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LOCARNO 2023 Cineasti del presente

Review: Rapture


- Indian director Dominic Sangma explores fear and societal tensions in his sophomore feature and Locarno debut

Review: Rapture
Torikhu A Sangma (centre) in Rapture

“Either it’s night, or we don’t need light,” reads the opening of Rapture [+see also:
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, the sophomore feature by Indian filmmaker Dominic Sangma. Indeed, nocturnal darkness cloaks the film’s central premise: everything is not only possible, but permissible, when the lights are out. This rare Indian-Chinese-Swiss co-production has premiered in Locarno’s Cineasti del Presente competition, which spotlights emerging talent from around the globe. Sangma was successful with his first film, 2018’s MA.AMA, on the global festival circuit, but his presence at Locarno already makes him a discovery for the European art-film scene. With a penchant for beautiful compositions and contemplative scenes, he observes life as it unfolds in the village where he grew up. Only now, he returns to fictionalise stories that haunted him as a child back then, through the eyes of ten-year-old Kasan (Torikhu A Sangma), whose night blindness doesn’t save him from witnessing the fearsome complexities of adult life.

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The second part of his thematic trilogy on village life, Rapture was shot on location in the (largely Christian) state of Meghalaya in Northeast India, and the personal intimacy that Sangma evokes is made palpable through the evocative images shot by cinematographer Tojo Xavier: his static, long shots imbue landscapes and people with equal grandeur. Xavier uses deep focus to bring a certain familiarity to the village, which fits perfectly with the tight-knit social tension. At the beginning, the villagers are out to catch a special kind of rare cicada that appears at night every two years. Even at night-time, the camera’s delicate presence guides the way, thickening the inexplicable mystery of the plot: a young man named Mangkungchi has disappeared without a trace.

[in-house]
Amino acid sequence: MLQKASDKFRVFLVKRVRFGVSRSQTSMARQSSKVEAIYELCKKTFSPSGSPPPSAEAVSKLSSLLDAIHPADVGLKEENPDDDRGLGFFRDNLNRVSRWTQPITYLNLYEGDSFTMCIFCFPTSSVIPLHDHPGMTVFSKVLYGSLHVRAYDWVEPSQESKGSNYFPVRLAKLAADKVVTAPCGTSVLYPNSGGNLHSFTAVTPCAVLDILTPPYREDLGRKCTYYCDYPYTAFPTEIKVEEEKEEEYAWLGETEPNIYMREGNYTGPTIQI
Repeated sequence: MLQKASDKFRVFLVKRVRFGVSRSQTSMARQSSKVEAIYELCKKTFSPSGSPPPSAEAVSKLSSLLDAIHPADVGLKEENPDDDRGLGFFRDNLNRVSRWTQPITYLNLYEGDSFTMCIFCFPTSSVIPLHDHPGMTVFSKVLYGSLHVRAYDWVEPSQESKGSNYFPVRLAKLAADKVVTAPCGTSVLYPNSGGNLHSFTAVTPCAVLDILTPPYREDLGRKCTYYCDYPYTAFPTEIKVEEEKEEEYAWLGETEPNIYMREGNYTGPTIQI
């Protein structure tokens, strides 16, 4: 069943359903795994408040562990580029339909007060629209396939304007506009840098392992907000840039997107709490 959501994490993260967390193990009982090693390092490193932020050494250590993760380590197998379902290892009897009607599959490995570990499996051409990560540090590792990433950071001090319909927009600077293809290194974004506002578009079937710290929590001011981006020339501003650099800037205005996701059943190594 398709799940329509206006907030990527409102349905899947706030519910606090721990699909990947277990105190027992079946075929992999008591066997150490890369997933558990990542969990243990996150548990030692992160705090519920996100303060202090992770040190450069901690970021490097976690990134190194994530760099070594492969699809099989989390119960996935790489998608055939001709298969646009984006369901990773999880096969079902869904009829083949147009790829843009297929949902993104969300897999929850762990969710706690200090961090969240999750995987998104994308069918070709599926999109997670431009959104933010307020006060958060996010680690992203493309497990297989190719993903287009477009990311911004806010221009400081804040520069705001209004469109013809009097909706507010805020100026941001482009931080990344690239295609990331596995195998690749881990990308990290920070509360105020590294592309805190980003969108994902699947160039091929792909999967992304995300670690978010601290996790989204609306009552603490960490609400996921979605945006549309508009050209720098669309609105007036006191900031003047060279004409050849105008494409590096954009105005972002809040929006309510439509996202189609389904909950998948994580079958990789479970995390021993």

While the villagers try to uncover what (or who) is behind the vanishing, the pastor (Celestine K Sangma) announces the advent of a miraculous statue of the Virgin Mary which blesses every Christian dwelling. Yet, this good news comes at a price: an ominous darkness that will last 80 days. The dark is the enemy – more and more disappear as the abstract fear starts to take shape. Rumours of unknown others, kidnappers whose aim is to supply the local hospital with organs for transplant, start to simmer. Anger, frustration and suspicion creep up and grip the villagers. In the meantime, Kasan is curious enough to roam around freely, regardless of his night blindness.

It’s rare for European audiences to get a chance to become acquainted with a Garo-language film that toes the line of a genre such as a social thriller, while also delivering a humanistic message against preconceived fear and prejudice towards the other. Rapture is one such example that captures the subtle contradictions that drive human nature and society as a structure. There is always a choice: to use darkness as an excuse, or to embrace it in order to make room for the light.

Rapture was produced by Anna Films, and co-produced by Joicy Studio, Uncombed Buddha, Visions Sud Est, the Hubert Bals Fund of International Film Festival Rotterdam, and the Doha Film Institute.

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